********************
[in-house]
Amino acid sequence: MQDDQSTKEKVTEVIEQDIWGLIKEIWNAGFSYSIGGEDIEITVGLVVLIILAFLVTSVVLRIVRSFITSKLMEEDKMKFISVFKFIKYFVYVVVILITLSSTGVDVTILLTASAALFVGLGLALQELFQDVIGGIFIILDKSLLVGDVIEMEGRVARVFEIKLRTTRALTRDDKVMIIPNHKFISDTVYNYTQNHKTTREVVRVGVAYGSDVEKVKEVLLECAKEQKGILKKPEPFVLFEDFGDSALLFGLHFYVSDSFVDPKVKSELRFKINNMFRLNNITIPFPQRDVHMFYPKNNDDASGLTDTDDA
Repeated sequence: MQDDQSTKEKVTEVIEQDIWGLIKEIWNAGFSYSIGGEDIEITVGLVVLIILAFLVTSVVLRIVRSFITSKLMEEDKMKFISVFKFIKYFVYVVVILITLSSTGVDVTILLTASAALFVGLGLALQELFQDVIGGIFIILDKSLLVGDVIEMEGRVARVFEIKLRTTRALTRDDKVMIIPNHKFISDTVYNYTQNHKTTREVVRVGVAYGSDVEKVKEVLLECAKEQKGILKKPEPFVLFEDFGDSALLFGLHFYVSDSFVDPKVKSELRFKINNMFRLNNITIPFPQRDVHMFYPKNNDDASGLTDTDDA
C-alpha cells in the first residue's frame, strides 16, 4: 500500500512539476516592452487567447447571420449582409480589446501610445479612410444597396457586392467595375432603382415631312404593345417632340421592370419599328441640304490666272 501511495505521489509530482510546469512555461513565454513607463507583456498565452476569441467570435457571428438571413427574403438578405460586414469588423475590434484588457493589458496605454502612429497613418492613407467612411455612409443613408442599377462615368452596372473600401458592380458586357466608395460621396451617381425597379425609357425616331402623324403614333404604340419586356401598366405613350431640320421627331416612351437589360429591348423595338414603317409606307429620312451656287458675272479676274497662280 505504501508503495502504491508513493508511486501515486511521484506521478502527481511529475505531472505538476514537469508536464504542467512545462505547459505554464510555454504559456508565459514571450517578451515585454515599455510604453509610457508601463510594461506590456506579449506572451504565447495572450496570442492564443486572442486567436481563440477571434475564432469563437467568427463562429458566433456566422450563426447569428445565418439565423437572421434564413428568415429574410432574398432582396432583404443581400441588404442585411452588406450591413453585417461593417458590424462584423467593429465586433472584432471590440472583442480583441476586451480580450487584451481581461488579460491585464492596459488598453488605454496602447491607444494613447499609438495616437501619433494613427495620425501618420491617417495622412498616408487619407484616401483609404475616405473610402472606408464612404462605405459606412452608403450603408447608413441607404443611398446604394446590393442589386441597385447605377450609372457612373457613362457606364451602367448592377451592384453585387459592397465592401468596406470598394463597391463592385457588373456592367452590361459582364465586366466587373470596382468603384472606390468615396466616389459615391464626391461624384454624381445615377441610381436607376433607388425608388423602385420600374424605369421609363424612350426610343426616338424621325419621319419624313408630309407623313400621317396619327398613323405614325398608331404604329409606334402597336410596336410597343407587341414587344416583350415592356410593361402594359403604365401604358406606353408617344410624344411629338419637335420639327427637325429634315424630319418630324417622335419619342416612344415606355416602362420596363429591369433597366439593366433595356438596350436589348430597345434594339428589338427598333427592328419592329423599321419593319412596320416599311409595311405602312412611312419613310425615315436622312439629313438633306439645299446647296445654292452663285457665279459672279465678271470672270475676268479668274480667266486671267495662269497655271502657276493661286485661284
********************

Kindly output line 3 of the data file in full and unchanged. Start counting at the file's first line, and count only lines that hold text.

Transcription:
Repeated sequence: MQDDQSTKEKVTEVIEQDIWGLIKEIWNAGFSYSIGGEDIEITVGLVVLIILAFLVTSVVLRIVRSFITSKLMEEDKMKFISVFKFIKYFVYVVVILITLSSTGVDVTILLTASAALFVGLGLALQELFQDVIGGIFIILDKSLLVGDVIEMEGRVARVFEIKLRTTRALTRDDKVMIIPNHKFISDTVYNYTQNHKTTREVVRVGVAYGSDVEKVKEVLLECAKEQKGILKKPEPFVLFEDFGDSALLFGLHFYVSDSFVDPKVKSELRFKINNMFRLNNITIPFPQRDVHMFYPKNNDDASGLTDTDDA